BACK GROUND
Theories of dissolution
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1.5.1 . Theories of dissolution
Some workers ^{48,49 }have reviewed the factors which can affect the dissolution of tablets and these include the stirring speed, temperature, viscosity, pH, composition of the dissolution medium and the presence or absence of wetting agents.
Physical models have been set up to account for the observed dissolution of tablets. According to Higuchi ^{50, }there are three models which either alone or in combination, can be used to describe the dissolution mechanisms. These are:
(i) The Diffusion layer model
This model (Fig 2) assumes that a layer of liquid, H cm thick, adjacent to the solid surface remains stagnant as the bulk liquid passes over the surface with a certain velocity. The reaction at the solid/liquid interface is assumed to be instantaneous forming a saturated solution, C _{s }, of the solid in the static liquid film. The rate of dissolution is governed entirely by the diffusion of the solid molecules from the static liquid film to the bulk liquid according to Fick’s first law:
J =  D _{f }dc / dx (4)
where J is the amount of substance passing perpendicularly through a unit surface area per time, D _{f },is the diffusion coefficient and dc / dx, is the concentration gradient. After a time t, the concentration between the limit of the static liquid layer and the bulk liquid becomes C _{t }. Once the solid molecules pass into the bulk liquid, it is assumed that there is rapid mixing and the concentration gradient disappears.
The theory predicts that if the concentration gradient is always constant i. e. C _{s } C _{t }is constant because C _{s }>> C _{t }(“sink” conditions which usually mean C _{s }> 10 C _{t }) then a uniform rate of dissolution is obtained.
Fig. 2 . Diffusion Layer Model
(ii) The Interfacial Barrier Model
In the interfacial barrier model (Fig 3), it is assumed that the reaction at the solid/liquid interface is not instantaneous due to a high activation free energy barrier which has to be surmounted before the solid can dissolve. Thereafter the dissolution mechanism is essentially the same as in (i) above, with the concentration at the limit of the static layer of liquid becoming C _{t }after time t.
The rate of diffusion in the static layer is relatively fast in comparison with the surmounting of the energy barrier, which therefore becomes rate limiting in the dissolution process.
Fig. 3 . Diagrammatic representation of the free energy barrier to dissolution
(iii) The Danckwert’s Model
The Danckwert’s model (Fig 4) assumes that macroscopic packets of solvent reach the solid/liquid interface by eddy diffusion in some random fashion.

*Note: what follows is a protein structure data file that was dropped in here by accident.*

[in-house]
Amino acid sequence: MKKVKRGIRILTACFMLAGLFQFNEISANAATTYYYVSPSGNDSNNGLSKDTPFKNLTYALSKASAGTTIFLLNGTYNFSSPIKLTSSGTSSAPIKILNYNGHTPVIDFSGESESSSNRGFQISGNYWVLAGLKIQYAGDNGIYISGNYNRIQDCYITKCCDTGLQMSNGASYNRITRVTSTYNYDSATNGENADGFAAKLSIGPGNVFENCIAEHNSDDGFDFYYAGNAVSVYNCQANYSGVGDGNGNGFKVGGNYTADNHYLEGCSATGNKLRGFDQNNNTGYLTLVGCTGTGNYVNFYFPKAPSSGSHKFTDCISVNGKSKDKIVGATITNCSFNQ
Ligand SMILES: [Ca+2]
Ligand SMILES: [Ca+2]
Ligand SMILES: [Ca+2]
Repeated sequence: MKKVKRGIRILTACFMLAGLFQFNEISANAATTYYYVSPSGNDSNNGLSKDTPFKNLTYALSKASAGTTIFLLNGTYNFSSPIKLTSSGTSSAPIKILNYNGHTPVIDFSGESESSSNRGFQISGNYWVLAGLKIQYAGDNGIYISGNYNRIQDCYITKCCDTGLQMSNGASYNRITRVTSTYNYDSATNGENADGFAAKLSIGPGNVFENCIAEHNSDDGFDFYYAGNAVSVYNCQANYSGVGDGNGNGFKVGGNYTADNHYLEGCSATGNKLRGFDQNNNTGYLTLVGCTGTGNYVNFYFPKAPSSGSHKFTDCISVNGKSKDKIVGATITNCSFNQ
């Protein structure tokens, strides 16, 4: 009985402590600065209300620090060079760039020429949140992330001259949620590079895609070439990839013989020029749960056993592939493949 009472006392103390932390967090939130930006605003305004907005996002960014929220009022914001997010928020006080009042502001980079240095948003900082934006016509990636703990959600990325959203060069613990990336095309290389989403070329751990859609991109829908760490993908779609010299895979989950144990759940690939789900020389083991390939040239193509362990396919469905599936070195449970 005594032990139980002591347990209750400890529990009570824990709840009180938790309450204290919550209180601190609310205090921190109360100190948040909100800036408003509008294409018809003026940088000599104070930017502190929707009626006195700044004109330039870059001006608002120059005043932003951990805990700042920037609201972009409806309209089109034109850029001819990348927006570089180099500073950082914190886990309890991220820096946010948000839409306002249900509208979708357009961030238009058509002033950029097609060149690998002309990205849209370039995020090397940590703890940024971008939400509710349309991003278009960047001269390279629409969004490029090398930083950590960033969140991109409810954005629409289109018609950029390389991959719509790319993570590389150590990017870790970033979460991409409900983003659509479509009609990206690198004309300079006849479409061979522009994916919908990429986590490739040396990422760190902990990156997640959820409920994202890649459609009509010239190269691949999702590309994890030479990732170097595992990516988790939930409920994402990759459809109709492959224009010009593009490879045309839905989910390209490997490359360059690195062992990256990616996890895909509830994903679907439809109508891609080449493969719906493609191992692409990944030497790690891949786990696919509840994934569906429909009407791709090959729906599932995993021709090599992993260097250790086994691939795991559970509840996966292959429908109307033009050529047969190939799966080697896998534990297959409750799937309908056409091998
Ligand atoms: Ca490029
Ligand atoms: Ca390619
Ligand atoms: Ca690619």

Fig. 4 . The Danckwert’s Model.
At the interface, the packet is able to absorb solute according to the laws of diffusion and is then replaced by a new packet of solvent. This surface renewal process is related to the solute transport rate and hence to the dissolution rate.
The rate laws predicted by the different mechanisms both alone and in combination, have been discussed by Higuchi ^{50 }. However, the earliest equation expressing dissolution rate in a quantitative manner was proposed by Noyes and Whitney ^{51 }as:
dc / dt = k (C _{s } C _{t }) (5)
where dc / dt is the rate of change in concentration with respect to time, and k is the rate constant. The integrated form of the equation is:
In [C _{s }/ (C _{s } C _{t }) ] = kt (6)
The equation in resemblance to the other rate law equations ^{50 }, predicts a first order dependence on the concentration gradient (i.e. C _{s } C _{t }) between the static liquid layer next to the solid surface and the bulk liquid. Noyes and Whitney explained their dissolution data using a concept similar to that used for the diffusion model ^{50 }. This considerations relate to conditions in which there is no change in the shape of the solid during the dissolution process ( i. e. the surface area remains constant). However, for pharmaceutical tablets, disintegration occurs during the dissolution process and the surface area generated therefore varies with time.
Aguiar et al ^{52 }proposed a scheme which holds that dissolution occurs only when the drug is in small particles. Wagner ^{53 }modified this idea and showed that dissolution occurs from both the intact tablet and the aggregates and/or granules produced after disintegration by using a plot of the percentage of drug dissolved versus time on logarithmic  probability graph papers.
A modification of this approach was proposed by Kitazawa et al ^{54,55 }. Employing the integrated form of Noyes and Whitney equation (equation 6), they determined the dissolution rate constant of uncoated caffeine tablets. The Kitazawa equations have been used to determine the dissolution rates of some pharmaceutical tablet formulations ^{7,25,41,42 }.
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